Now that’s not to say that Memere didn’t get any help at all. Her children were happy to mash the potatoes, put the food on the table, help clean up – that type of thing. But Memere would make it seem just a little bit like you were irritating her if you tried to help. “Sit down” was a common suggestion. Or maybe “there’s too many helping.” It really never seemed like she was dying for anybody to assist her in any way. But that’s who she is. She asks for help only when she can’t possibly complete the task herself. Otherwise, she’ll gladly do it on her own. But make no mistake – for her the partying was hard. And she did it for you.
2. Overnights with grandchildren
The next thing I want to discuss are the overnights we as grandchildren occasionally had at Memere’s. Overnights at Memere’s were our own, secret Disney World. There were no parents to tell us what time to go to bed, what to watch on tv, or what to eat. We played games, ate snacks, and immersed ourselves in what felt like true lawlessness. The absence of parents and any strict rules as a kid is pretty exciting and there was never any shortage of excitement when we stayed at Memere’s, even if it was a calm excitement.
One thing I remember in particular about those sleepovers was that she often had Drake’s Ring Dings and we could have some. Mmmm….the round devil’s food cake with vanilla creme inside, encased in chocolate. Remember those? They were so good! But that’s what made Memere’s so fun. Drake’s cakes, staying up until 11 or so, getting up when we wanted, playing Yatzee, and not having parents around to tell us what to do. It was magical. And I know I wasn’t the only one to experience that joy. I’ve got a lot of cousins that I’m sure understand what I’m talking about.
Just like the holidays, I’m certain she loved having the grandchildren over, but I’ve got to figure it wasn’t easy. We had a lot of energy. We wanted to do stuff – whatever that may have been. She had to feed us and make sure we acted like humans to some extent. I suspect she didn’t necessarily watch the same TV shows when we were there. I know Memere had an affinity for TV programming which might not have been suitable for children…or adults. I’m kidding, of course. But those nights were some of the highlights of my childhood and I do remember them fondly.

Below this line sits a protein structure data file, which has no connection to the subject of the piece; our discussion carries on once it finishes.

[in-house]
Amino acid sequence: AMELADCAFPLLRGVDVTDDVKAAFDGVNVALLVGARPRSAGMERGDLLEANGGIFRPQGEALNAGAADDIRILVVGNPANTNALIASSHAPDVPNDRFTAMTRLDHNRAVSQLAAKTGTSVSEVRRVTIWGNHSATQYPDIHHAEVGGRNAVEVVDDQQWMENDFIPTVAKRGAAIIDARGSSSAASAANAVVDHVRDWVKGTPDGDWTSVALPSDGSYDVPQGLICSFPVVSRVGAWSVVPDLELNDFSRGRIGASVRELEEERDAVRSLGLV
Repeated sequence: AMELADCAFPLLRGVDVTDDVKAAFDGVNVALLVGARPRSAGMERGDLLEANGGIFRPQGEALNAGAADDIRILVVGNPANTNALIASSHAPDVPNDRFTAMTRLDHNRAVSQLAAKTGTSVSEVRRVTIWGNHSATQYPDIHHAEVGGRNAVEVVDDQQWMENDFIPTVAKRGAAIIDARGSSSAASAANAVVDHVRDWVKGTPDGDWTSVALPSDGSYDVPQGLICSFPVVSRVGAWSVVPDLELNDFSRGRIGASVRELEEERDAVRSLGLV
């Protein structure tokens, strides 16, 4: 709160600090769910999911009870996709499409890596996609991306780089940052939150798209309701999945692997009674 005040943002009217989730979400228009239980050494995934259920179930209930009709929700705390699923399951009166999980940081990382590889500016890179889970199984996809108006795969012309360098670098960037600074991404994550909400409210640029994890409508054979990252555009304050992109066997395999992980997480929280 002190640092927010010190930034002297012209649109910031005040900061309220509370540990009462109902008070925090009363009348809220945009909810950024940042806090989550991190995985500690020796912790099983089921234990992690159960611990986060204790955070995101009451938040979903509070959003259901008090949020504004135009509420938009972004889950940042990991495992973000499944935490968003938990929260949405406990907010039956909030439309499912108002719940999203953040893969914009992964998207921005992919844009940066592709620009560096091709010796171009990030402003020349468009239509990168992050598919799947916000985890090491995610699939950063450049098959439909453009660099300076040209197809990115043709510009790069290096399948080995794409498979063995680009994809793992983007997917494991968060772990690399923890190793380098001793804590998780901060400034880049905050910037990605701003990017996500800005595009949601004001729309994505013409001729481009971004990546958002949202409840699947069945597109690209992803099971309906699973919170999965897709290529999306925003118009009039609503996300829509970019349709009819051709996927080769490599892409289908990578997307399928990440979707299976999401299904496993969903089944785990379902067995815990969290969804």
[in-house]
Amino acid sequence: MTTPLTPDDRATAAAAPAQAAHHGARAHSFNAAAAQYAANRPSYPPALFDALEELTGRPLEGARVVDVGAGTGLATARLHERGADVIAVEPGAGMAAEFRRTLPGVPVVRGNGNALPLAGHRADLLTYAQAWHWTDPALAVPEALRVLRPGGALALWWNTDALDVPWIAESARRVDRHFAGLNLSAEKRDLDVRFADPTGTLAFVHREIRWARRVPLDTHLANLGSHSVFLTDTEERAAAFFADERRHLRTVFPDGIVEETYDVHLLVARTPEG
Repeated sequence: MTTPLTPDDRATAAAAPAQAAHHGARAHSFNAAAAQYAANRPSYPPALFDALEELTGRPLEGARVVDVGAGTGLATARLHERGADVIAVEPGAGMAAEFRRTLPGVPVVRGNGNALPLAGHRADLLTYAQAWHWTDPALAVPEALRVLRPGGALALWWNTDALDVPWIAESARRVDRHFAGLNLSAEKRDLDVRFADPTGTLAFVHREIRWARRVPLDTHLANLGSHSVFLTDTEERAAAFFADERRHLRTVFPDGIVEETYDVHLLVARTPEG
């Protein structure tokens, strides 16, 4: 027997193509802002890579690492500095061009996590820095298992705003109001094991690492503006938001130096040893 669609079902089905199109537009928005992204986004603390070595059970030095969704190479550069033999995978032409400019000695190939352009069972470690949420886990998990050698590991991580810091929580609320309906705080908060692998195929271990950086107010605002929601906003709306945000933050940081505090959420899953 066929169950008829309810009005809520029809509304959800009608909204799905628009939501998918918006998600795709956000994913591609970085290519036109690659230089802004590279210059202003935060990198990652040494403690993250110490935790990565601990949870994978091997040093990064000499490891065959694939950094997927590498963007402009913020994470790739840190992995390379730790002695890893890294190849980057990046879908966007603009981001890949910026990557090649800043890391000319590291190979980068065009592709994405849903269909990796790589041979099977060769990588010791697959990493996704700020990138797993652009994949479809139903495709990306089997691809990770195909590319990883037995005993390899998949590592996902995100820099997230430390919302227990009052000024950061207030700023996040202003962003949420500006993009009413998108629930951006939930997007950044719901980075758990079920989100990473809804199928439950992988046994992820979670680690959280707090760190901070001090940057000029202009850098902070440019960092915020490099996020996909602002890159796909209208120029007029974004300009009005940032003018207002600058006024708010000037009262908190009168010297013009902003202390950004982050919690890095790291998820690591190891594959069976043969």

3. Her character
The holiday parties and overnights pale in comparison to the import of my third topic of discussion. I don’t generally like to judge people, but since it’s Memere’s 100th birthday, I’m going to reserve some time right now to get a little judgy about her. When I look at Memere in regards to her character – that oft indescribable moral and mental fabric that makes someone who they are, I see qualities both admirable and exemplary. Memere doesn’t just have that meter that makes people know how to do the right thing, she has lived a life that people can use as examples of how they should live their own. Strong-willed but mild mannered, fair and kind, always there for others – she’s the type of person that makes the people around her better, intentionally or not.